Breakfast at the hotel was not bad. Quite a nice buffet which the boys always enjoy. They tried just about everything but seemed to think the chocolate filled croissants were the best. They really didn’t like grapefruit juice.
And so to the water bus! We’d got a map and worked out that the number one bus would take us from Lido down the Grand Canal. The bus alternates from side to side of the canal. As do all the others. I was quite surprised we didn’t see any crashes while we were in Venice. On the water bus there was usually a place where you could sit outside so we managed to get seats with a good view and had a fantastic trip on what must be one of the best bus rides in the world, rivalled only by the T4 from Newtown going to Cardiff via the Brecon Beacons.
There were plenty of gondolas, mostly full of Japanese tourists, the prices seemed a bit steep to me. Seeing the tiny canals and the bridges, all the boats, the historic buildings and the everyday hustle and bustle was just fantastic. I think I could have spent hours and hours just going up and down the canal on the bus.
We got down to the water bus stop by the train station and hopped off. Murano is another island in the lagoon which is famous for glass. I’d remembered reading about it when I was doing my Masters research. We could hop on another bus and travel to Murano in a few minutes. This turned out to be a slightly different sort of water bus, a lot faster and a bit more suited to open water. Murano was much quieter than Venice. There was still an industrial feel about the place with lots of small factories still making glass products of all sorts. It had canals, but was much more laid back than Venice. Fewer people and less touristy rubbish. We saw some lovely bits of glass sculpture.
After Murano we got back on the water bus and went back to Lido and the hotel for a bit of a lie down. James was discovering his sea-faring legs at this point and was feeling to great. We probably had an ice cream at some stage, as we had a lot of ice cream because the boys saw some flavours they hadn’t yet tried.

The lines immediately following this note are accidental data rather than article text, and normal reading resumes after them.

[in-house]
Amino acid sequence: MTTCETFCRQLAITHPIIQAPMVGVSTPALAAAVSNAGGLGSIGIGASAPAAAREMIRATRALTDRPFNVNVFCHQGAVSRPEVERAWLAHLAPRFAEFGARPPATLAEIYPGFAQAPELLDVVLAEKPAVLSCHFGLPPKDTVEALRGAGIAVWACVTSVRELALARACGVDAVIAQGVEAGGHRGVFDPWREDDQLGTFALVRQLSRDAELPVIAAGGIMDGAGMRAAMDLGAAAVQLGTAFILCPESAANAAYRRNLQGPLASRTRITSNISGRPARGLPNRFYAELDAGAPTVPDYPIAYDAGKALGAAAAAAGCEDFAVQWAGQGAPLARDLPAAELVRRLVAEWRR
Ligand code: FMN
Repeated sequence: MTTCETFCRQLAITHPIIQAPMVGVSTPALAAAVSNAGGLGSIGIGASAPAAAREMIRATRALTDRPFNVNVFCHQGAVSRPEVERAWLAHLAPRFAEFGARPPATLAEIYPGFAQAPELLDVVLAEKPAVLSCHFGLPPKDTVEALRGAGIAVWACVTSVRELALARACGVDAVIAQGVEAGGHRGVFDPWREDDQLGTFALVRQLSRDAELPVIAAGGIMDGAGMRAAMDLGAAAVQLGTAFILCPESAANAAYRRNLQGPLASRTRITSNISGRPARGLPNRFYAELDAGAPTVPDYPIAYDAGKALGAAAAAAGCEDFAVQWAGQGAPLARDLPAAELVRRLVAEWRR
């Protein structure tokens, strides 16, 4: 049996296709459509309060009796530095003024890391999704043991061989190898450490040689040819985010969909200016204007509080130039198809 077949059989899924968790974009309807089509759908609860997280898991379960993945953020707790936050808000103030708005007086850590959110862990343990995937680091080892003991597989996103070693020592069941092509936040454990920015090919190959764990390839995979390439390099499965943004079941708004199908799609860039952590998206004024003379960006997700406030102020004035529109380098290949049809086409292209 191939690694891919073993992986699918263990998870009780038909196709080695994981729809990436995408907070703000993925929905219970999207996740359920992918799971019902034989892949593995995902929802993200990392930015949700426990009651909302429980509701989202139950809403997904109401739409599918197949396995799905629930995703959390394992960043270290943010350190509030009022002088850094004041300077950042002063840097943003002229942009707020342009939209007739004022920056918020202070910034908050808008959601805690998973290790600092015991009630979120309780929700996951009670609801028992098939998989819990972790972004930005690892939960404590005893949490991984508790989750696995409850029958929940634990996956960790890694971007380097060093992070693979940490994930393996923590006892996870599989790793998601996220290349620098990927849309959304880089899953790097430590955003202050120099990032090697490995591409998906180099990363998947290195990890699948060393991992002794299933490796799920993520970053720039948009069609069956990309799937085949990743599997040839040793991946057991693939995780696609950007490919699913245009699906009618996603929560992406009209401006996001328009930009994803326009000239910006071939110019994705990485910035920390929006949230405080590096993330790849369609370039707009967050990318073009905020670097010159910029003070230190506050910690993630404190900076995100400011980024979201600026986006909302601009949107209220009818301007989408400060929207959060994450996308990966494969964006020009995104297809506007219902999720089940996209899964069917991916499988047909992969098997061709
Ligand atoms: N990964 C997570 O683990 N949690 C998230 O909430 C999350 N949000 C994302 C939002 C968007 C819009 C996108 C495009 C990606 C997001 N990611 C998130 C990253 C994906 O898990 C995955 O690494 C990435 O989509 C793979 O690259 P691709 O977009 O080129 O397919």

I’d seen this marvellous looking tower on the map and eventually managed to track it down (http://www.euro-poi.com/venice-bovolo-house-italy-383.html). So we jumped back on the water bus and went to find it, hidden down back streets as it was. When we got there, there was just a few people taking pictures, it really felt like we’d discovered some secret part of Venice that the normal tourist never saw…
….until we got blocked into the little square where it was by the hundreds of French school kids that arrived (why are French school kids so obnoxious?) and then the bus load of Japanese tourists. We escaped and then we found a sports shop and Jacob bought an Italy rugby training top. He does like collecting his gear. Then we went and found the Peggy Guggenheim Museum…closed on Tuesdays. Yes, it was Tuesday.
When we go away we try and sneak in a McDonald’s because a) the boys still think it’s a treat, b) it’s a useful comparison, c) it helps get across the point that globalisation is everywhere. In Cherbourg we’d been really surprised that the people that prided themselves on good food were packed into the busiest McDonald’s we’d ever been in. In Venice it was mostly full of kids, no adults really, plenty of foreigners (like us) and one burger with that sausage stuff in it. Then it was back to the hotel to bed. We’d had a bit of a quick tour but it was good and I’d love to go back again – there was just so much to see.